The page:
CF Saul Levine, Marjorie Keller, Jim Curtis a.k.a. Diego Cortez, Bill Brand and his then wife JoAnn Elam, Christa Maiwald, Louis Hock, Seton Coggeshall, Ruby Rich, Gunner, Ramon White, and a few others. Summers, Diego and I projected experimental films on the outside wall of my building, and our neighbors who worked in the factory across the street brought their lawn chairs. We also went to Ruby Rich and Gunner’s, watched films and drank purple-haze punch. I first saw Kenneth Anger’s Scorpio Rising at a Ruby and Gunner party, and was so inspired, I sent Anger a letter and a box of 3-by-5-inch glass negatives of architecture. The unprotected glass arrived in shards, and he sent a cryptic response asking if my intention was to send him images or splinters of reflection.
PAS Did you ever meet?
CF Briefly at SAIC when he came as a visiting artist. I first saw Anger’s films in Brakhage’s film history class. Brakhage was the Scheherazade of the experimental film world; he showed almost 200 films (almost all by men) the two years I was there.
PAS Well, there were mostly films by men, but he would have shown Maya Deren and maybe Gunvor Nelson, although there weren’t many works by women available on distribution.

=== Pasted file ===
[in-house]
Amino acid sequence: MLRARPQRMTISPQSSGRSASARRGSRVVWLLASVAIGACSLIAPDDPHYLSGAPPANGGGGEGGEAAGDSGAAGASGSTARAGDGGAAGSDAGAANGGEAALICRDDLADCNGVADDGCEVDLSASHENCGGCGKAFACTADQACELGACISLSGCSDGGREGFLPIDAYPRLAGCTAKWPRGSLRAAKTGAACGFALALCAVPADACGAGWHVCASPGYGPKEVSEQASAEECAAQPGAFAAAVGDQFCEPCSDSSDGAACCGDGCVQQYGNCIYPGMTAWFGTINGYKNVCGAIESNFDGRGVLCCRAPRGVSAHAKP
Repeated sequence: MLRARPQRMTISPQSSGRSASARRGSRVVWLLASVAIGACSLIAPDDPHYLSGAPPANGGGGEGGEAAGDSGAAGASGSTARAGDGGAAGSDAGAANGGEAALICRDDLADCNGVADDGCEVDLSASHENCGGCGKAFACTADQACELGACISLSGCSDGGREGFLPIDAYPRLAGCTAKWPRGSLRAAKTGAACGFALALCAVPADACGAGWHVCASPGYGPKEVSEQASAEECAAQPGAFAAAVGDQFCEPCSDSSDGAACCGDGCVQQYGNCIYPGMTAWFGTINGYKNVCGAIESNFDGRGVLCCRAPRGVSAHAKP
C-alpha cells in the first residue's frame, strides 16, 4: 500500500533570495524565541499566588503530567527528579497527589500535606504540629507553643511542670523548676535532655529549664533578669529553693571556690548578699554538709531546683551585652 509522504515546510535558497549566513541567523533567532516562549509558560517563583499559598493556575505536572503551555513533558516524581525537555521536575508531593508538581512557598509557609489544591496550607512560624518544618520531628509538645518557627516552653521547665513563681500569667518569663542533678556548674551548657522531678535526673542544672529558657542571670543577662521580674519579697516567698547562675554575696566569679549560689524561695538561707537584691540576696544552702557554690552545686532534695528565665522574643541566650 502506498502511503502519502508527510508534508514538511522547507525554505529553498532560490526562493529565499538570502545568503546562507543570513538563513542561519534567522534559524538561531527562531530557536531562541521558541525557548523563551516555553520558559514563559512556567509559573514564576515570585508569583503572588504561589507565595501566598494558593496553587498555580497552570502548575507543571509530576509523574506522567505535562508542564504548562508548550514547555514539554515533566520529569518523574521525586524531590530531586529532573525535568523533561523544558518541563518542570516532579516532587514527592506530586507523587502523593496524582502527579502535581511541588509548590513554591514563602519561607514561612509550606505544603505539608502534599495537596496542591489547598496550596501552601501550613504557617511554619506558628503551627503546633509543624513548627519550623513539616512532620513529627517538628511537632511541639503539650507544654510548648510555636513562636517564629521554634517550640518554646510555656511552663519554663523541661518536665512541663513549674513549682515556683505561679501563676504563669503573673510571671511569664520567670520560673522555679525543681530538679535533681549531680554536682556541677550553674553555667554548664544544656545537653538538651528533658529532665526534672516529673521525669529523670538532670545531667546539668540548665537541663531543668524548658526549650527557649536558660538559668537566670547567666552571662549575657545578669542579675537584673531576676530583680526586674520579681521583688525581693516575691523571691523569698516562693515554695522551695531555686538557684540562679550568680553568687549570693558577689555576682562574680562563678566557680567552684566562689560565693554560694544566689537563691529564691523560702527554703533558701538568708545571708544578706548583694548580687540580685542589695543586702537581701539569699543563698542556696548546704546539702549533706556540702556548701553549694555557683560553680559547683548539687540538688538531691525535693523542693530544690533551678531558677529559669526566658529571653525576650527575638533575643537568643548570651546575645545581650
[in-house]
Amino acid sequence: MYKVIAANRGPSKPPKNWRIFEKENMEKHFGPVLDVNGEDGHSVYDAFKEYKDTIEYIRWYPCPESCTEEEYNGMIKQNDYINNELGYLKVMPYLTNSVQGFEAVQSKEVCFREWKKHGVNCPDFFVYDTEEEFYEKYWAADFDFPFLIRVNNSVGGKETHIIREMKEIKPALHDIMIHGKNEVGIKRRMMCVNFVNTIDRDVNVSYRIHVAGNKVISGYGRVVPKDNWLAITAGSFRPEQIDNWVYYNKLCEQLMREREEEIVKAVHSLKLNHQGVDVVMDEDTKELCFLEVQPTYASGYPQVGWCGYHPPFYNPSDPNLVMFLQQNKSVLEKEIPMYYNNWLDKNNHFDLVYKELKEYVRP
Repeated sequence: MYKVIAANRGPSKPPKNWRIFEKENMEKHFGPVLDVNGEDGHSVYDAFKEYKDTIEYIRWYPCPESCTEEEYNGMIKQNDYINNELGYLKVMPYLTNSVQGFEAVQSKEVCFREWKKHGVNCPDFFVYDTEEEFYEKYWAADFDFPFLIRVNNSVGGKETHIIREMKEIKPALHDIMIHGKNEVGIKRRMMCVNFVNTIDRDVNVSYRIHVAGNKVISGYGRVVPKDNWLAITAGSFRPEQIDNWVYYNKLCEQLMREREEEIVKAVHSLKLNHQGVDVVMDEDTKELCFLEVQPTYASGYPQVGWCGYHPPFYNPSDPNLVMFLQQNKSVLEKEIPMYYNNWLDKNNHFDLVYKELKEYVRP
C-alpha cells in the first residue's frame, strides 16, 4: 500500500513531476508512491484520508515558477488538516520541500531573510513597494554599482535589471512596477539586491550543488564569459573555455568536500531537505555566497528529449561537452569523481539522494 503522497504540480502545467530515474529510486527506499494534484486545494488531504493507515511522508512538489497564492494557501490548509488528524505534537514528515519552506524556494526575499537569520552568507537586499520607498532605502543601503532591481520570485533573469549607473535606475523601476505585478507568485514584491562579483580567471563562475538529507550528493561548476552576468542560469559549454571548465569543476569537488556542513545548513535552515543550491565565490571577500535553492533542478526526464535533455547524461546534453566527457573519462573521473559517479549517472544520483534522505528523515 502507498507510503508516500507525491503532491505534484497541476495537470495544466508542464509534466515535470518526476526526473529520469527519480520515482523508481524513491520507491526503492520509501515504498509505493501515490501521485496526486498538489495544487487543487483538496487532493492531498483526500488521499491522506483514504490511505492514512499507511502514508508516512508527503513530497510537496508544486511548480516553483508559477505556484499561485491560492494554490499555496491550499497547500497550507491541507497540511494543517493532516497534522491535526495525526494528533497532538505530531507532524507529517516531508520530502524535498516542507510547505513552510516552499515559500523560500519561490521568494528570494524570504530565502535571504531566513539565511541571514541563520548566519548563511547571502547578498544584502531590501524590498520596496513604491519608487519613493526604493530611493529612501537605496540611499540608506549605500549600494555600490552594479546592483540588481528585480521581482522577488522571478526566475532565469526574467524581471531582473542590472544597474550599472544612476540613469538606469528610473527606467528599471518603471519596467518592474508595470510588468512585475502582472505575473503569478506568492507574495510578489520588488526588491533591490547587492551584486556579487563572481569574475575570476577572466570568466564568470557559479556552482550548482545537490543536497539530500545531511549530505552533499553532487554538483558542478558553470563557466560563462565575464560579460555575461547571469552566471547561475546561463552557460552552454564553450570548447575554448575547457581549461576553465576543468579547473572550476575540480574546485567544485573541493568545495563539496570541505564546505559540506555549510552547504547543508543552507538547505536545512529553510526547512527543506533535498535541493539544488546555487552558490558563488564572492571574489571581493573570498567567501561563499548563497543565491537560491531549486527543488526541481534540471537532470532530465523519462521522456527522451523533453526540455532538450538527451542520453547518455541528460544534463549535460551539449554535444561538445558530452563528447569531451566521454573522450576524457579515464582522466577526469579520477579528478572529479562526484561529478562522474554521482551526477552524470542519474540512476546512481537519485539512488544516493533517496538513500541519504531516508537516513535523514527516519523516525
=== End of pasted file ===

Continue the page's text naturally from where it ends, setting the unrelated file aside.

CF Why not? And yes, he did show Deren, Nelson, Leni Riefenstahl, and Marie Menken.
PAS It was this boys’ technical thing. But Brakhage was never someone who didn’t want to promote women. He was always big on Joan Mitchell as a painter, Gertrude Stein was his favorite poet, and his then-wife Jane had a big influence on his work. He was always promoting Marie Menken, for example. But it was only in the ’80s that people did research to find women like Jane Congor, whose films had never been in distribution. Some of the by-then-older filmmakers began to show up again. But largely it had been a boys’ thing to make films.
Among your early films is Henry Darger’s Room from 1973?
CF Yes. Near the end of my stay in Chicago, Michael Baruch, a SAIC student of Nathan Lerner’s (Darger’s landlord), asked me to film an apartment where they had found artwork and wanted to get an opinion as to whether to save it.
PAS Oh, this is when they had just discovered Henry Darger’s stuff?